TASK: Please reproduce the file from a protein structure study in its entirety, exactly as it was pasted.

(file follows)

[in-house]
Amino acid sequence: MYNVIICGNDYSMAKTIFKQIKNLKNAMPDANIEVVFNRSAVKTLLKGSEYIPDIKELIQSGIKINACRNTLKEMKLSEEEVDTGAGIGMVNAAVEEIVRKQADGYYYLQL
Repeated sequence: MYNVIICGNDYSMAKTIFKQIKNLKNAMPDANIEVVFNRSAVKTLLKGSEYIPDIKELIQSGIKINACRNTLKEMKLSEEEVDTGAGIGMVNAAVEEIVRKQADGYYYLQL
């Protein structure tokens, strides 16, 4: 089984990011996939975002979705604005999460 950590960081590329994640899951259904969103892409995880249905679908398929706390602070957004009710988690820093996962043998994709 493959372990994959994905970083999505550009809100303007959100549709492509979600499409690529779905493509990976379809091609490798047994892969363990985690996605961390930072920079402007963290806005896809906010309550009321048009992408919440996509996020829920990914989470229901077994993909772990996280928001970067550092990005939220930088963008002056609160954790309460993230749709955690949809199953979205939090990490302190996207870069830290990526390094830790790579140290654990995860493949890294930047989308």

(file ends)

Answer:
[in-house]
Amino acid sequence: MYNVIICGNDYSMAKTIFKQIKNLKNAMPDANIEVVFNRSAVKTLLKGSEYIPDIKELIQSGIKINACRNTLKEMKLSEEEVDTGAGIGMVNAAVEEIVRKQADGYYYLQL
Repeated sequence: MYNVIICGNDYSMAKTIFKQIKNLKNAMPDANIEVVFNRSAVKTLLKGSEYIPDIKELIQSGIKINACRNTLKEMKLSEEEVDTGAGIGMVNAAVEEIVRKQADGYYYLQL
């Protein structure tokens, strides 16, 4: 089984990011996939975002979705604005999460 950590960081590329994640899951259904969103892409995880249905679908398929706390602070957004009710988690820093996962043998994709 493959372990994959994905970083999505550009809100303007959100549709492509979600499409690529779905493509990976379809091609490798047994892969363990985690996605961390930072920079402007963290806005896809906010309550009321048009992408919440996509996020829920990914989470229901077994993909772990996280928001970067550092990005939220930088963008002056609160954790309460993230749709955690949809199953979205939090990490302190996207870069830290990526390094830790790579140290654990995860493949890294930047989308």